Gulf News, April 20, 2005
The much hyped trip by General Pervez Musharraf to India has brought fresh promises of “confidence building measures” between India and Pakistan.
A look at previous joint statements by leaders of the two countries, however, reveals a pattern of similar commitments. The India-Pakistan peace process cannot become irreversible just with a joint statement declaring it so.
The colourful spectacle of a Pakistani military ruler at a shrine in India or an Indian prime minister travelling by bus to Pakistan makes a positive picture.
The New York Times began its report about the weekend Mush-Man summit with the words, “A cricket match brought them together. But it was talk of trade, peace and a gas pipeline that dominated the diplomatic spectacle here over the weekend as the Pakistani leader met his Indian counterpart amid signs of reconciliation between the nuclear-armed rivals of South Asia.”
But the same paper had reported on February 22, 1987 that “President Mohammad Zia ul Haq of Pakistan and Prime Minister Rajiv Gandhi of India conferred at dinner this evening and expressed satisfaction at the way they had defused a crisis over troop buildups on their border last month.”
Wire service reports on that occasion spoke of “The Indian subcontinent’s passion for cricket” while the Los Angeles Times quoted General Zia ul Haq as “laughing and joking” and saying that “he came to India ‘to see a good game of cricket’.”
Then on December 29, 1988 the New York Times once again spoke of India and Pakistan’s chance to “open a new era in relations”.
The occasion was the summit meeting between Benazir Bhutto, newly elected prime minister of Pakistan and Indian leader Rajiv Gandhi.
“Ms Bhutto’s election victory in November boosted Pakistan’s morale and raised hopes that the two youthful leaders Mr Gandhi is 44 years old and Ms Bhutto is 35 will be able to bury the bitter past and start over.”
Bhutto and Rajiv Gandhi discussed “several confidence-building agreements” and agreed to a process of dialogue.
The process ran aground with the uprising in Indian-controlled Jammu and Kashmir, which India suppressed with force and Pakistan transformed into jihadist terrorism.
Bhutto was ousted from office amid accusations of being soft on India and credibility in Pakistan’s domestic politics came to be defined in terms of adopting a hard line over Jammu and Kashmir.
That supposedly changed after the South Asian neighbours tested nuclear weapons in 1998 and Indian Prime Minister Atal Bihari Vajpayee travelled to Lahore by bus in February 1999.
But the expectation of media optimists that Vajpayee’s bus diplomacy will “reduce the chance of war” was proven wrong on the freezing mountain tops of Kargil. For peace between India and Pakistan to materialise, the domestic influence of the constituencies for hostility in each nation must be kept in check.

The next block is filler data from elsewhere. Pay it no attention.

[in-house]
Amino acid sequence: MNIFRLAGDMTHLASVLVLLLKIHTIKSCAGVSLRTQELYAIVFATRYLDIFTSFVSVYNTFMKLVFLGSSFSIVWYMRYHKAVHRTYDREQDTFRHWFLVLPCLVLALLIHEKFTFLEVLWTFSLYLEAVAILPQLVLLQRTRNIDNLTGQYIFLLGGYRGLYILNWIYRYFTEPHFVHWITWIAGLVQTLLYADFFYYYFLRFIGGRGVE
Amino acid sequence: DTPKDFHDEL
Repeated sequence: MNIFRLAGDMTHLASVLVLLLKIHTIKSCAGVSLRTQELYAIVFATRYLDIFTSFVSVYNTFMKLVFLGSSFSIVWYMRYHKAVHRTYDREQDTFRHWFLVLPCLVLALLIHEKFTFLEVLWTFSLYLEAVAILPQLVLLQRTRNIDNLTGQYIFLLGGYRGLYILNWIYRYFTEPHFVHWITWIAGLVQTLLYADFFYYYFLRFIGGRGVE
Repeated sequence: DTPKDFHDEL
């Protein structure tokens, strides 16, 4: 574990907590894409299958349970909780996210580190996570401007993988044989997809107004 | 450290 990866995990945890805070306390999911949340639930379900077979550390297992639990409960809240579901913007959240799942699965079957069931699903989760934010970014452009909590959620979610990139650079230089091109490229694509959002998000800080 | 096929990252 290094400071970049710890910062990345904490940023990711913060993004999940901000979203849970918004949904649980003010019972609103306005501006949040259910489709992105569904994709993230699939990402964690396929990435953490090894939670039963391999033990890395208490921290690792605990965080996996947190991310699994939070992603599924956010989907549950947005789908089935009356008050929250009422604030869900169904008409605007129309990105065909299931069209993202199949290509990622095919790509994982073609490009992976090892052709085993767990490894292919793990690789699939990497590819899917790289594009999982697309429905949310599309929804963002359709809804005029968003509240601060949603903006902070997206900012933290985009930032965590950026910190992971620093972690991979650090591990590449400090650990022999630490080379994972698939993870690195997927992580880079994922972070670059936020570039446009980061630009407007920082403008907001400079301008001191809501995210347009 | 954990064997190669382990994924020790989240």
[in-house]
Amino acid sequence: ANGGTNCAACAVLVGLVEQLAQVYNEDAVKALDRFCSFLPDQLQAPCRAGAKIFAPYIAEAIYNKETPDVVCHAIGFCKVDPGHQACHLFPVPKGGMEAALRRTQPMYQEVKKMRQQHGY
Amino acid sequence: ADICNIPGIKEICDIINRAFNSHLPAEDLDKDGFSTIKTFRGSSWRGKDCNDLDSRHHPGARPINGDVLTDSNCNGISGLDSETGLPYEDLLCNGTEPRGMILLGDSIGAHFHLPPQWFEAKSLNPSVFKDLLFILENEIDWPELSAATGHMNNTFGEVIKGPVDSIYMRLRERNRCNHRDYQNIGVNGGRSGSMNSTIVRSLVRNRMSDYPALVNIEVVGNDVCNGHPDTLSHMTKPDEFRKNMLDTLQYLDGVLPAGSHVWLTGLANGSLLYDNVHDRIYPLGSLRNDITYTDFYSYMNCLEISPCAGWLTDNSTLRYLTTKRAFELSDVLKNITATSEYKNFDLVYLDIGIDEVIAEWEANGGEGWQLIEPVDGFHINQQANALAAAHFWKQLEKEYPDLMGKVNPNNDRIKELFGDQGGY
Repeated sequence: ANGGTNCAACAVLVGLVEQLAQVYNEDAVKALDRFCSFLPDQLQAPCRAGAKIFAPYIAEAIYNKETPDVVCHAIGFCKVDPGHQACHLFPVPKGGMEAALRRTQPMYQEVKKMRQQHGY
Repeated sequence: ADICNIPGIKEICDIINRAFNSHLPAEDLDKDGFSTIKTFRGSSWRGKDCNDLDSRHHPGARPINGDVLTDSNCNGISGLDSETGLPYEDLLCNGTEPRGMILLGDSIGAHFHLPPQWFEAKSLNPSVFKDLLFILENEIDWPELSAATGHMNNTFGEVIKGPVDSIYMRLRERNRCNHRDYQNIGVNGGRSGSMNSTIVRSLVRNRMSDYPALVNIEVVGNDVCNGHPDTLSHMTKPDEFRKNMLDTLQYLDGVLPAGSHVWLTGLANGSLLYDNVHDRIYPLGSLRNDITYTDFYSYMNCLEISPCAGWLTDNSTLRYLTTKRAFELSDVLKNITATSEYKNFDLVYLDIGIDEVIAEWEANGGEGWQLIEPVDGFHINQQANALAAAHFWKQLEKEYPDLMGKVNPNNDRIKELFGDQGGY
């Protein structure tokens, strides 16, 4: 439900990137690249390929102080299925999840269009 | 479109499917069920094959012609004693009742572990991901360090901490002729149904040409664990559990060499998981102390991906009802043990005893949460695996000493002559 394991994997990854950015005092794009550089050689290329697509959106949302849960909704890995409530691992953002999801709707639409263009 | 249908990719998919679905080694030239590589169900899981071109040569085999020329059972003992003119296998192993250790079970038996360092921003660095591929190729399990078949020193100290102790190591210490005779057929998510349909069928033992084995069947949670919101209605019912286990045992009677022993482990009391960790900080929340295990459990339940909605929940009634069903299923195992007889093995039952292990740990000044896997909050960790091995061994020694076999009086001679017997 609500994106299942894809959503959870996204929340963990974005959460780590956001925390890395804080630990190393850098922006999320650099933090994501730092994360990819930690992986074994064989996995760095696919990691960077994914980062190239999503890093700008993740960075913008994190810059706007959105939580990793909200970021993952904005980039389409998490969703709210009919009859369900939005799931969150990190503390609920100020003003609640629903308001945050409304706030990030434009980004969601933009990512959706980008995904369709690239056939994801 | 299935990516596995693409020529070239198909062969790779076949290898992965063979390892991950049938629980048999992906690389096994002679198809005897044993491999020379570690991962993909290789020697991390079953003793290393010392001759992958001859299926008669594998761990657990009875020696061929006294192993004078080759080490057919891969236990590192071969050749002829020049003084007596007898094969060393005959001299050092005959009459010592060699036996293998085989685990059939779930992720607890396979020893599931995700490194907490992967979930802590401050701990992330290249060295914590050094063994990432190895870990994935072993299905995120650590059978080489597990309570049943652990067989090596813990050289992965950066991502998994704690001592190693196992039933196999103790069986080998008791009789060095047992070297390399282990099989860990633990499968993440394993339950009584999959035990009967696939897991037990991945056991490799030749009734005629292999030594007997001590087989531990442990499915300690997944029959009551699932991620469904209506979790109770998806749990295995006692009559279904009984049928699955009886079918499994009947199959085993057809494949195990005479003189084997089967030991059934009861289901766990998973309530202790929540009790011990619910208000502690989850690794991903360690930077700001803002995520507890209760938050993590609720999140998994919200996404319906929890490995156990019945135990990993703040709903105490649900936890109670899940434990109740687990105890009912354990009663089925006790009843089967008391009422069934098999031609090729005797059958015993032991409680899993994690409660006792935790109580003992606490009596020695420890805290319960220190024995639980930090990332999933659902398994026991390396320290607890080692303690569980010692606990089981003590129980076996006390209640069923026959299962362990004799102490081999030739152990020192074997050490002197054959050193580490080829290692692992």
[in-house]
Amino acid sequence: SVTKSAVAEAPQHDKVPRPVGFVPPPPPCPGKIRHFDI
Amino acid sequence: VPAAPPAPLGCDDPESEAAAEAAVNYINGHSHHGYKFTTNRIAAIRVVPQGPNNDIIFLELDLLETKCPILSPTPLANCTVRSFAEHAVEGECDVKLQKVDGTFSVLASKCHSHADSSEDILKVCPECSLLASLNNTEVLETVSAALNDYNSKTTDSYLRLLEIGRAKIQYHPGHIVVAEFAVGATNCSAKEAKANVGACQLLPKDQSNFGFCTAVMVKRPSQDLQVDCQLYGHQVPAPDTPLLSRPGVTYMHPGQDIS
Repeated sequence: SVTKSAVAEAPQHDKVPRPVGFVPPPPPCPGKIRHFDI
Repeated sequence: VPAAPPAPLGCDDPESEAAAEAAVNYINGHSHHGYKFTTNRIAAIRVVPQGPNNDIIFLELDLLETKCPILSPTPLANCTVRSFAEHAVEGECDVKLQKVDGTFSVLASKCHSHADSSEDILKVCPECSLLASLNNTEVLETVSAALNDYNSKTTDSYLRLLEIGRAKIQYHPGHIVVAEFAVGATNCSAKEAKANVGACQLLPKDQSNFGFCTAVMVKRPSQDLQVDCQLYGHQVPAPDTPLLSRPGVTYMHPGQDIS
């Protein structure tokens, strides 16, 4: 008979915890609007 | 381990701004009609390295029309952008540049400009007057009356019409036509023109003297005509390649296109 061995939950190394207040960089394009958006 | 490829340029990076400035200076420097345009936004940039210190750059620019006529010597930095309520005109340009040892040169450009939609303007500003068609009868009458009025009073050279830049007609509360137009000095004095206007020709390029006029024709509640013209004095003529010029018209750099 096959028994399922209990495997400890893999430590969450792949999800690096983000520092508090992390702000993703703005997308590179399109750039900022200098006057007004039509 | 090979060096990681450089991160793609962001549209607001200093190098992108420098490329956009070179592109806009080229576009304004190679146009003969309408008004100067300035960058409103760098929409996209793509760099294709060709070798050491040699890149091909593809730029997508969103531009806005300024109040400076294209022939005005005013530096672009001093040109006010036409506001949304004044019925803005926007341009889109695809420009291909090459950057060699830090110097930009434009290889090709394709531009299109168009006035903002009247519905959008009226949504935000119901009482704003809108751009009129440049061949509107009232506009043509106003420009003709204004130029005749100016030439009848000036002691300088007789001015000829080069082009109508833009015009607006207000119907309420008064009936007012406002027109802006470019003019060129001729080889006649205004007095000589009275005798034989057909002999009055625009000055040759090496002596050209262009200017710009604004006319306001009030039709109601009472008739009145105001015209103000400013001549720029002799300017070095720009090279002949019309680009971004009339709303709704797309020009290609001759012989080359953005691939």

As in the past, Pakistan is undertaking the peace process with India under American nudging. For its part, India joined previous attempts at peace because it was unwilling to antagonise the United States.
But deep down, Pakistan’s generals expect an American role in getting them a territorial settlement in Kashmir. US military support leads Islamabad to over-estimate its power potential, which in turn makes it difficult for its military leaders to seek a realistic role for Pakistan in South Asia.
Moreover, the ascendancy of the Pakistani military in internal decision-making militates against early normalisation of relations with India. General Pervez Musharraf’s regime draws its power from the military, which in turn derives legitimacy from being able to defend Pakistan against India.
It is because of this dynamic that Musharraf continues to raise expectations within Pakistan of a solution to the Kashmir issue and keeps alive the hopes of extremist Islamists and covert operations personnel.
Notwithstanding his rhetoric of “enlightened moderation” it is clear that Musharraf’s regime wants to keep the spectre of an Islamist Pakistan alive to secure Western assistance.
Last week, Pakistani authorities cracked down on the secular Pakistan Peoples Party (PPP), resulting in the arrest of several hundred party activists, to prevent a PPP rally even though fundamentalists from the Muttahida Majlis-e-Amal (MMA) have been allowed to hold rallies.
While the PPP members were being arrested, the government was releasing MMA activists who had violently broken up a mixed male-female sporting event a few days earlier.
The contrived strength of the MMA would allow the Pakistani military and intelligence apparatus to slow down or even derail the India-Pakistan peace process once it sees benefits in confrontation again.
Until then Musharraf will carry on the colourful gestures of peace more or less the same way as several of his predecessors have done over the years.
A more fruitful and permanent peace process would be possible if the international community works towards changing Pakistan’s internal power structure, weakening the military-intelligence combine and gradually empowering Pakistani civil society.
Then, Pakistan’s insecurities vis-à-vis its identity and territorial integrity must be comprehensively addressed. India would have to take an interest in Pakistan’s stability and prosperity rather than being seen as Pakistan’s rival or enemy.